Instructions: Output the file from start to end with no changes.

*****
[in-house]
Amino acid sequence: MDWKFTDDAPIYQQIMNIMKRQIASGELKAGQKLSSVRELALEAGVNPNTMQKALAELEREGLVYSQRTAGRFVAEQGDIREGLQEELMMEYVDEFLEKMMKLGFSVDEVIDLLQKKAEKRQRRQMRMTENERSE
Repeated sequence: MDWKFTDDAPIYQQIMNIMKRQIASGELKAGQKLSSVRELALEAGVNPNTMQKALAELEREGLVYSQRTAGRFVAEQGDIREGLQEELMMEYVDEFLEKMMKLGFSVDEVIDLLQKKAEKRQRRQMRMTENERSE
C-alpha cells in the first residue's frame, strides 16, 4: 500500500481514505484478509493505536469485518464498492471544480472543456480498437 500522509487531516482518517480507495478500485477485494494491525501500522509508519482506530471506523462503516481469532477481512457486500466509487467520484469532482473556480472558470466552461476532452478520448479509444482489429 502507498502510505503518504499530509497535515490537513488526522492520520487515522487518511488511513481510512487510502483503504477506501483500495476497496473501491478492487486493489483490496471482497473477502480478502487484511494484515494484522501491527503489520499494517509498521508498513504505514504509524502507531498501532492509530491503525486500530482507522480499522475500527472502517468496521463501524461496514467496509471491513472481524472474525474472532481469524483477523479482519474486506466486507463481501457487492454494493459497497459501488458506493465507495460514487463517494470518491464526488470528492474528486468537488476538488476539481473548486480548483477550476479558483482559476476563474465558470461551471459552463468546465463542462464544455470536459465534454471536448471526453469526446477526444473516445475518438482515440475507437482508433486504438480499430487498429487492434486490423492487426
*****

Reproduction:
[in-house]
Amino acid sequence: MDWKFTDDAPIYQQIMNIMKRQIASGELKAGQKLSSVRELALEAGVNPNTMQKALAELEREGLVYSQRTAGRFVAEQGDIREGLQEELMMEYVDEFLEKMMKLGFSVDEVIDLLQKKAEKRQRRQMRMTENERSE
Repeated sequence: MDWKFTDDAPIYQQIMNIMKRQIASGELKAGQKLSSVRELALEAGVNPNTMQKALAELEREGLVYSQRTAGRFVAEQGDIREGLQEELMMEYVDEFLEKMMKLGFSVDEVIDLLQKKAEKRQRRQMRMTENERSE
C-alpha cells in the first residue's frame, strides 16, 4: 500500500481514505484478509493505536469485518464498492471544480472543456480498437 500522509487531516482518517480507495478500485477485494494491525501500522509508519482506530471506523462503516481469532477481512457486500466509487467520484469532482473556480472558470466552461476532452478520448479509444482489429 502507498502510505503518504499530509497535515490537513488526522492520520487515522487518511488511513481510512487510502483503504477506501483500495476497496473501491478492487486493489483490496471482497473477502480478502487484511494484515494484522501491527503489520499494517509498521508498513504505514504509524502507531498501532492509530491503525486500530482507522480499522475500527472502517468496521463501524461496514467496509471491513472481524472474525474472532481469524483477523479482519474486506466486507463481501457487492454494493459497497459501488458506493465507495460514487463517494470518491464526488470528492474528486468537488476538488476539481473548486480548483477550476479558483482559476476563474465558470461551471459552463468546465463542462464544455470536459465534454471536448471526453469526446477526444473516445475518438482515440475507437482508433486504438480499430487498429487492434486490423492487426